Finally, Michaud (1989) encapsulated the commonly accepted ideas of educational equity in his three separate classifications of the concept:
1. The conservative view which relates to the provision of universal access to education. The concern for equity ends when the educational services are made available (p. 128).
2. The liberal view which holds that education should not only be made available universally, but its quality should be the same in each community (p. 129).
3. The social view which promotes the differences between pupils. Pupils have different needs and should be treated differently and financed independently according to those needs (p. 130).
The differing versions of the definition of equity vary only in
degrees. Two basic themes are commonly acknowledged; namely, equality
of access to educational resources and opportunity, and equal sharing of
the tax burden to pay the costs of equalized access.
At the core of this concept is value for the education dollar. Garms et al. (1978) referred to it as ensuring that the education dollar is well-spent (p. 211). Brown (1 989) gave the term two meanings: achieving educational goals in a cost-effective manner and measuring educational outputs by comparing graduation rates with enrolments (p. 65). Johns and Morphet (1975) described how the concept was treated historically in educational finance plans. They referred to Updegraff (1922) who promoted the idea that the extent of the state's contribution to education be dependent on the level of local contribution through local taxation (p. 209). They also referred to Morrison (1933) who advocated abolishing all school districts in favour of state run schools. His model proposed that the state would become the unit for taxation and administration of public schools. School financing would be primarily through the income tax because it was the most equitable form of tax the state could use (p. 215).
In more recent educational literature, the term efficiency has been enveloped by the more composite concept of accountability. There, the term tends to get lost in the terminology maze of goals and objectives, educational outputs, program evaluation, and resource rationalization, among others. Conceptually, efficiency refers to outputs in relation to inputs. In an operational sense it means the elimination of systemic factors that cause waste in the use of resources or delay in the provision of services. Some examples of systemic waste as offered by the federal government's current constitutional proposals include bureaucratic overlap, excessive regulations, convoluted decision-making, counterproductive intervention in provincial mandates by the federal government, and ineffective and secretive budgetary processes (pp. 2-11).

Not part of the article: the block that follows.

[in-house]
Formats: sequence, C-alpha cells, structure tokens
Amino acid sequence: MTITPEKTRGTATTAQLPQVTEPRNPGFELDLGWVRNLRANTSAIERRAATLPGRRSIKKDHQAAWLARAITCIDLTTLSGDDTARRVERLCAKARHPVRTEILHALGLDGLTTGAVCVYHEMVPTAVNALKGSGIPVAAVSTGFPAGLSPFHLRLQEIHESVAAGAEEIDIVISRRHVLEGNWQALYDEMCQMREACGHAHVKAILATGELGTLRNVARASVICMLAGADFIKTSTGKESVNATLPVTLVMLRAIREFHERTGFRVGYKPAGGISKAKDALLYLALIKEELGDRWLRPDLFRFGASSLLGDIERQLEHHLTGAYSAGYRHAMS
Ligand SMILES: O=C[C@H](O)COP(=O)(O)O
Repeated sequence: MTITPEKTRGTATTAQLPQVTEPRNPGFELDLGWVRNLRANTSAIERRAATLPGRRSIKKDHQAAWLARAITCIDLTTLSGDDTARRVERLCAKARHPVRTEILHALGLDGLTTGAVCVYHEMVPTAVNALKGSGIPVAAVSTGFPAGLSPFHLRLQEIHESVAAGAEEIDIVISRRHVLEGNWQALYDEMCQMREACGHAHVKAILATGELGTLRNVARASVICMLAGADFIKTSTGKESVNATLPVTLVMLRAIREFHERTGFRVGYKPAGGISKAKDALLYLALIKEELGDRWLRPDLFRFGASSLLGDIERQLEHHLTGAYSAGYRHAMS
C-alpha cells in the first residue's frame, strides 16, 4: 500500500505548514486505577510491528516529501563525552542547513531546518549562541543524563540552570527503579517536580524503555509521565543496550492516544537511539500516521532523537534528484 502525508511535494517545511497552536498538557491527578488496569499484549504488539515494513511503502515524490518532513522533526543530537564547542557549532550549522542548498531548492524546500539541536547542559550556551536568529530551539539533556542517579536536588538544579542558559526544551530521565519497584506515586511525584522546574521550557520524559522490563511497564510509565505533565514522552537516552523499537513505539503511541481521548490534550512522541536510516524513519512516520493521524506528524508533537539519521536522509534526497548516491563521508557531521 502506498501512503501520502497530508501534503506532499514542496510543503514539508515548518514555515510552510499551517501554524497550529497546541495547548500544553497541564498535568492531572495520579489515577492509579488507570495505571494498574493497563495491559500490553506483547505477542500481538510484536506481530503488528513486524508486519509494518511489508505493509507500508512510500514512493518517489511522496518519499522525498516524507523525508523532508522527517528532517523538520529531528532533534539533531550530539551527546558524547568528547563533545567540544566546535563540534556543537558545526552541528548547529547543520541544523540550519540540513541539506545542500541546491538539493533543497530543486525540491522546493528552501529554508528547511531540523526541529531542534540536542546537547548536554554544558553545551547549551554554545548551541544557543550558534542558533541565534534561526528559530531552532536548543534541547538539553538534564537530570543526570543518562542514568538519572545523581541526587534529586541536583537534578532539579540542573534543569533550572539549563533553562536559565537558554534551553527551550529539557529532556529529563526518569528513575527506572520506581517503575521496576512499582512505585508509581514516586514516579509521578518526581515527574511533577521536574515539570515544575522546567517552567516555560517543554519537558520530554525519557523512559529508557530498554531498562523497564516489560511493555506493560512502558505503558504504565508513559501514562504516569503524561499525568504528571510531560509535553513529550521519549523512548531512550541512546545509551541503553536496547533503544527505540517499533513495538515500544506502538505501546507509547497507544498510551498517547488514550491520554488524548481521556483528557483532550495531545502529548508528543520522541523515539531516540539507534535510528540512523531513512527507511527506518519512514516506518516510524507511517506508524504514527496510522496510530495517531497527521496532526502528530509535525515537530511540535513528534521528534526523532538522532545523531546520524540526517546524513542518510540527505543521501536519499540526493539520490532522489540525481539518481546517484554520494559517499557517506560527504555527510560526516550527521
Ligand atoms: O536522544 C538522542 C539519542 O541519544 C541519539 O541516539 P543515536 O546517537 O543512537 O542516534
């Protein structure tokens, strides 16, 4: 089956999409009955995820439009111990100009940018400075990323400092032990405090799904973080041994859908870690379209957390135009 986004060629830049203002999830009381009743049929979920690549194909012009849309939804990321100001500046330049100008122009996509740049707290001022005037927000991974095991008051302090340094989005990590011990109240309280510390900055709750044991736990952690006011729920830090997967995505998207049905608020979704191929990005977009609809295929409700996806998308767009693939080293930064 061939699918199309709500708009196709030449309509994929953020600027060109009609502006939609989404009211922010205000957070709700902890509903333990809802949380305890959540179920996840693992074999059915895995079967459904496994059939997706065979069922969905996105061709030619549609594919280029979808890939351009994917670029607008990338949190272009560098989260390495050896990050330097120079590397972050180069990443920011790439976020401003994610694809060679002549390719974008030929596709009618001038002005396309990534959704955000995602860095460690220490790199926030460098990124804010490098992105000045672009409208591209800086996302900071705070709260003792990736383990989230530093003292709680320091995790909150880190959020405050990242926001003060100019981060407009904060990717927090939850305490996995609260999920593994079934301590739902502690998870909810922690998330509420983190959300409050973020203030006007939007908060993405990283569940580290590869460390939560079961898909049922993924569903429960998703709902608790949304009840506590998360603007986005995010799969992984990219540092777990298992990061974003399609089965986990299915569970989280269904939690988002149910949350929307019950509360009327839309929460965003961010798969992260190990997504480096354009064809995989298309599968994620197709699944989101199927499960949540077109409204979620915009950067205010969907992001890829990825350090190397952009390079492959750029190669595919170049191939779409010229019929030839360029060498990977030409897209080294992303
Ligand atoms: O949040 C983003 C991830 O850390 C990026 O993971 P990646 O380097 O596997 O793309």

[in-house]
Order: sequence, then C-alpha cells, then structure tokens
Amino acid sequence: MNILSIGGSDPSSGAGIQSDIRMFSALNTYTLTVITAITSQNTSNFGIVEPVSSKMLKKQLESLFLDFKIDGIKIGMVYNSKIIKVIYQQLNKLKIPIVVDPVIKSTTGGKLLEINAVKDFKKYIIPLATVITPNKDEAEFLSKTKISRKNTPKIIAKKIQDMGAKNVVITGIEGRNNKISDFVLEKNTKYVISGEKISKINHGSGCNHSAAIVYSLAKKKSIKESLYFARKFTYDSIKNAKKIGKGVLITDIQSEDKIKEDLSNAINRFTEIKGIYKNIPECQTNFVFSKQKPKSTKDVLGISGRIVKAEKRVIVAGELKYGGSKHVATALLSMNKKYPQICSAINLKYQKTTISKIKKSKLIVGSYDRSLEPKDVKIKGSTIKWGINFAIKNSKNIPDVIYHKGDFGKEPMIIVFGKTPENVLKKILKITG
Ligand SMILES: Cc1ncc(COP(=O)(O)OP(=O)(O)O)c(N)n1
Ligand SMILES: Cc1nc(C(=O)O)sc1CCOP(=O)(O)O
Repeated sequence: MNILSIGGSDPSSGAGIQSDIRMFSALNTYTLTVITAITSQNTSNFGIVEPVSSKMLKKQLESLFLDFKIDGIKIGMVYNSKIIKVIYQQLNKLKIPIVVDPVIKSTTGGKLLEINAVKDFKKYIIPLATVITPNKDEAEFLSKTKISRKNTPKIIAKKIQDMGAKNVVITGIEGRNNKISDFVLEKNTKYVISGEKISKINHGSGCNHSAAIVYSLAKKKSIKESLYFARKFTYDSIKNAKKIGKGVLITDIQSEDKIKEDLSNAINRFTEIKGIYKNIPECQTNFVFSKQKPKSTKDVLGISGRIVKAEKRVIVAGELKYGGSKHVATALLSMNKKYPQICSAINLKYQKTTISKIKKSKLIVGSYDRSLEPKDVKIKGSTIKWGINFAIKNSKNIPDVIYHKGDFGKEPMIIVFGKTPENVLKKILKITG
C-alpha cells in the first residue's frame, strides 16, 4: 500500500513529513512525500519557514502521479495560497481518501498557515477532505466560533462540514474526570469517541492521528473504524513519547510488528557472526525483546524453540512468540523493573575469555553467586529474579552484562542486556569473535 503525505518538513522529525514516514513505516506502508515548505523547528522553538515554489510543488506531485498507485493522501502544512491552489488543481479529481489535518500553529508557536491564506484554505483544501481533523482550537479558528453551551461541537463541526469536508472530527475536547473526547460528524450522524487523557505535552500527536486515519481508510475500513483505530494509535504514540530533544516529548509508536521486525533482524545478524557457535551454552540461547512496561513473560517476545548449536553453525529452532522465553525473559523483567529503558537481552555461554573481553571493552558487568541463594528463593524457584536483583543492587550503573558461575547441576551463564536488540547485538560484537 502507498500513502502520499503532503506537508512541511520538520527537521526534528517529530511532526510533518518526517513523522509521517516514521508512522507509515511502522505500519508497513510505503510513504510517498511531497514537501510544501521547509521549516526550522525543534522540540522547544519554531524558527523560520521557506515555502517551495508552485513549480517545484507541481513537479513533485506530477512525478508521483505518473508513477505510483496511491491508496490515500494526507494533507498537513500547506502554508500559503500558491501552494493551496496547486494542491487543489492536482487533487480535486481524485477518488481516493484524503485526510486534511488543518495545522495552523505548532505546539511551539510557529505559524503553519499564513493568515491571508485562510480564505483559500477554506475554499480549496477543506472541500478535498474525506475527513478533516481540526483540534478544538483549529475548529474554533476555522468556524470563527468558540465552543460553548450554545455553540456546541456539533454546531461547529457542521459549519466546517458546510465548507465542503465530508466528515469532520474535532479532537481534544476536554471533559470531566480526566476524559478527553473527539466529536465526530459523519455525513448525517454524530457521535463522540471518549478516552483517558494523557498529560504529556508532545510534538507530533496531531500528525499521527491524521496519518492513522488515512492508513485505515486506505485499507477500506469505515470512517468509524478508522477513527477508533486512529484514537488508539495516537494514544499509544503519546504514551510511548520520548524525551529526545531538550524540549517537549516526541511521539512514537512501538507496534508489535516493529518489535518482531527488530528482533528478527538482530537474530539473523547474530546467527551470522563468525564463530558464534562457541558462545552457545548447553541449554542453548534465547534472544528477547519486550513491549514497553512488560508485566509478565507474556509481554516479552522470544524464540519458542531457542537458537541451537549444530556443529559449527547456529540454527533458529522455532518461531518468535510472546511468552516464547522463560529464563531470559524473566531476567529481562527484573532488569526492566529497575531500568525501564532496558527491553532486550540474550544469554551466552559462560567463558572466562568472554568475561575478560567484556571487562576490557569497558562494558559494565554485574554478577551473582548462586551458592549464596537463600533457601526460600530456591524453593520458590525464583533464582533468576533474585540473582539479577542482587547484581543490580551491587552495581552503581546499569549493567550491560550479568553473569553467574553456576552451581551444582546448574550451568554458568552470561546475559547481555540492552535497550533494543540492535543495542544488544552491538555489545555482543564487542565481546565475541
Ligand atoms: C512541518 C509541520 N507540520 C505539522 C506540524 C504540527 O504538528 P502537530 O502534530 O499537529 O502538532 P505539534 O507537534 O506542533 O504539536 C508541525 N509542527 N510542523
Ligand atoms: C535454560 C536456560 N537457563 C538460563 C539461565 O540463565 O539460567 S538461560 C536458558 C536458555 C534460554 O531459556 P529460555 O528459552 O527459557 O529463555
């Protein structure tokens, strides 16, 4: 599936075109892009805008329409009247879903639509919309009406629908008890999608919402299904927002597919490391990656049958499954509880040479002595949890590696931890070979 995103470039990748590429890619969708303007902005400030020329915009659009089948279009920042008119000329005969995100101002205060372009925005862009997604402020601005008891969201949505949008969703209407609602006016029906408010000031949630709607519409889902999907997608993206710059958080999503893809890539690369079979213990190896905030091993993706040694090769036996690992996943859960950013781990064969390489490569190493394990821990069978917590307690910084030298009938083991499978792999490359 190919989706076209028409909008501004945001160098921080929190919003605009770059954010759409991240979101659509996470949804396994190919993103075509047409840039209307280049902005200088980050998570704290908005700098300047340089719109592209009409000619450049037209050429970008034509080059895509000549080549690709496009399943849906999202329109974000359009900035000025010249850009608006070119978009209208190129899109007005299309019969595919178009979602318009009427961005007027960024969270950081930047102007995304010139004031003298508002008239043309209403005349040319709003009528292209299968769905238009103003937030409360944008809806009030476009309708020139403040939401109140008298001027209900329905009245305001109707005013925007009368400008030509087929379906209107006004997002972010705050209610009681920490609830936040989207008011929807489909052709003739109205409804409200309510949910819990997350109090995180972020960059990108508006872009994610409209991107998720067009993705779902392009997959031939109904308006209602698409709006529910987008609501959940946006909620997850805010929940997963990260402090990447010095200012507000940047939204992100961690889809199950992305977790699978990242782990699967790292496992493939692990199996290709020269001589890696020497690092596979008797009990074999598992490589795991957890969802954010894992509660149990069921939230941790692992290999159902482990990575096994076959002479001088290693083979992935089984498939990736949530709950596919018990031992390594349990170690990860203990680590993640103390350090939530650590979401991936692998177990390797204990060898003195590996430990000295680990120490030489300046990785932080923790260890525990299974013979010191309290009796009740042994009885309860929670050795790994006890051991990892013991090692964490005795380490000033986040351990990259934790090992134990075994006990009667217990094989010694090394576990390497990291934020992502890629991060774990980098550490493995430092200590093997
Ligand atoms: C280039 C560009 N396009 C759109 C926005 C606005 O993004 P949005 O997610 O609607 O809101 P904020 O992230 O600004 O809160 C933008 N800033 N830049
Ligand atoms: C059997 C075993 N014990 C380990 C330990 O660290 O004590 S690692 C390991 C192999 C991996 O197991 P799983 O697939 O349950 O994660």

In Canadian education, Brown (1981) perceived efficiency strategies to be evident in attempts by central governments and school districts to reduce the per pupil costs of education, to centralize decision-making, and to incorporate economies of scale (cost reductions through optimal organizational size) in the production and provision of educational services. He indicated that "the disappearance of small rural schools and the consolidation of school boards in all Canadian provinces provides dramatic evidence that there have been perceived economies of scale in the delivery of educational services" (p. 11). The object is to produce greater technical efficiency. As he notes, "the technically efficient school board would be one just large enough to achieve given educational objectives at the lowest attainable cost per pupil' (p. 21).
The concept of efficiency has two primary dimensions. One
entails an a priori systematic attempt to provide for effective planning,
allocation, and management of resources to education. The other is
an a posteriori strategy. It involves the measurement of benefits
derived from provision of the resources. In educational finance plans,
the former strategy may be more systemically integrated than is evaluation
after the fact.
Equity vs Efficiency
Is the concept of equity compatible with the concept of efficiency or are the terms mutually exclusive and incompatible? Brown (1981) included the notion of local freedom of choice along with equity and efficiency and said that all three goals may be compatible to some extent. But, "they tend to become incompatible if any one of them is pursued without adequate recognition of the need to achieve the other two objectives in reasonable and politically acceptable degrees" (p. 109). He believed that if achieving technical efficiency were of utmost concern - that is, rationalizing the structure of education through closing small schools, consolidating school districts and attempting to achieve economies of scale in the production of educational services - the goal of equity would be ignored (p. 22). On the other hand, "equity carried to the point of total equality in all aspects of life will impair freedom of choice and utility, and total freedom tends to destroy equity and impair efficiency" (Brown, 1989, p. 64). To be compatible, a balance would need to be struck between maximizing technical efficiency with maximizing the individual and social benefits of education as well as maximizing the distribution of resources and public services.
Equity in all respects may be impossible. As early as 1905 when finance plans for public education were still in a conceptual stage of development, Cubberley acknowledged that while "theoretically, all the children of the state are equally important and are entitled to have the same advantages, practically this can never be quite true' (p. 17). The objective was to equalize the advantages to all as nearly as could be done with available resources.